Walking on the wild side

By By Maddy Jacobs Online Features Editor

When asked about the difference between a prank and vandalism, Rockville High School Educational Facilities Officer Christopher Winkler’s response was short and sweet.

“In the eyes of the law?,” Winkler replied. “Nothing.”

Many students are unaware of what defines vandalism and do not realize that their nightly pranks involving silly house decor are crimes punishable by law.

According to Winkler, vandalism is the malicious destruction of public or private property, regardless of permanent damage.

This can range from extremely violent actions, such as theft and the destruction of property, to a seemingly harmless toilet paper roll and farm fresh eggs tossed at someone’s house.

Consequences of vandalism can consist of anything from mild ones, such as fines or community service, to the more severe, such as incarceration.

“It depends on the circumstance and the value of the damage,” Winkler said. “It scales up. If it’s a misdemeanor it can be community service or restitution of some sort. For a felony, there is a possibility of jail time.”

One particular form of vandalism popular among CHS sports teams is defacing a team member’s house. Whether it involves dressing it in toilet paper or decorating it with forks, it is a common ritual for many.

“It’s a tradition,” junior Alexis Shay said. “Every player on the soccer team has been toilet papered, some more than others, some worse than others depending on the landscape of your house and if you have a dog that won’t shut up. But everyone knows it’s just out of love.”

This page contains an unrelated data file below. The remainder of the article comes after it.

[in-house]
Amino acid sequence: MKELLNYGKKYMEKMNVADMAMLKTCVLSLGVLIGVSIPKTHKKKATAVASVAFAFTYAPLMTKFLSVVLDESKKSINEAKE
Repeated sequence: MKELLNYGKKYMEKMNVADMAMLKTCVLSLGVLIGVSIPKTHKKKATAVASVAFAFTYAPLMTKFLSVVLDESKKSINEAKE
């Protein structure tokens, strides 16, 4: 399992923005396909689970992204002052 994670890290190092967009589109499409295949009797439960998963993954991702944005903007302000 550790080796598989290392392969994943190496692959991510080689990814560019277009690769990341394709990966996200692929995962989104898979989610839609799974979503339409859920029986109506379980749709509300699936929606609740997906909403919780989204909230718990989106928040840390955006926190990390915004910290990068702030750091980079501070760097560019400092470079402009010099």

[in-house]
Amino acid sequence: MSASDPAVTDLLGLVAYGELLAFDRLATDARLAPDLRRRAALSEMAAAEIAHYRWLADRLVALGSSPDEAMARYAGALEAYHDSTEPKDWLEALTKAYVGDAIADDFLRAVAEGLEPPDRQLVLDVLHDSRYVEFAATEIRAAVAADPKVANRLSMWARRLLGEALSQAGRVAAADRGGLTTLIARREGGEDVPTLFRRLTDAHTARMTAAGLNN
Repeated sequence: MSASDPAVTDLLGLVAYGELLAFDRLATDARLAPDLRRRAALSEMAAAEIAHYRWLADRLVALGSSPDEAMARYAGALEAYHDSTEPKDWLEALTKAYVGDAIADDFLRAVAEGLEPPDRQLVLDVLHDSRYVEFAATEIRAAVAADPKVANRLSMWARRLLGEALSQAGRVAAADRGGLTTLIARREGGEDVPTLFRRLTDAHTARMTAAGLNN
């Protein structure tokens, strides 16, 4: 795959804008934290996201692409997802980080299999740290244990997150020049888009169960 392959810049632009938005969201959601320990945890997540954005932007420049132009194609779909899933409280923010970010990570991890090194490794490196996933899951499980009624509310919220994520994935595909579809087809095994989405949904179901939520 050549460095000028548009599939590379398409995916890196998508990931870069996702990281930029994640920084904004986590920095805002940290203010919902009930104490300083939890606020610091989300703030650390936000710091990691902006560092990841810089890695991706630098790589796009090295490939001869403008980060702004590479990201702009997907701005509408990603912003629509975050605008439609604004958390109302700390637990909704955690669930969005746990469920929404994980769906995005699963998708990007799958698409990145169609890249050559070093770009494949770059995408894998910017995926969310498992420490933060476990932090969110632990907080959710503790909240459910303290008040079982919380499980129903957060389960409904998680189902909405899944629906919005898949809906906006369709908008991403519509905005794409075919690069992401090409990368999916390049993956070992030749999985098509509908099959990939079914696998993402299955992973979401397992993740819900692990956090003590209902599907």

In addition to toilet papering, vandalism of cars is increasing in popularity. Saran wrapping the car, egging it, and covering it in shaving cream is trendy for the vandals at CHS.

But are these acts harmless or harmful?

“Most of these things are more pranks than serious vandalism because they don’t seem like they are aimed to hurt anyone in particular,” freshman Tori Study said.

Many students believe these acts are not damaging, and so do not realizing the emotional and financial pain they can cause.

“A year ago on Halloween there was an incident where four houses in my neighborhood were spray painted,” Study said. “It was very unsettling. Two people had to repaint their houses, one had to power wash their mailbox, and the street in front of the house is still vandalized.”

The precise difference between serious vandalism and a playful prank is hotly debated.

“Pranks are more friendly and funny,” Shay said. “Vandalism is more like an ‘I don’t like you, I hate you, you suck’ type of thing done out of hatred for another person.”

In some instances, vandalism is fueled by hateful thoughts with the intent to deface and destroy for cruel purposes, which can be classified as a form of bullying.

“A lot of times, with adolescent behavior, these things done with malicious intent are done to get approval with the ‘in-group,’” Psychology teacher Kate McMahon said.

However, while toilet paper sheets may wash away and egg residue may drip off, anger, sadness and embarrassment will not fade.

“A lot of students don’t consider the big picture,” McMahon said. “They don’t understand the negative affect [vandalism] can have on someone.”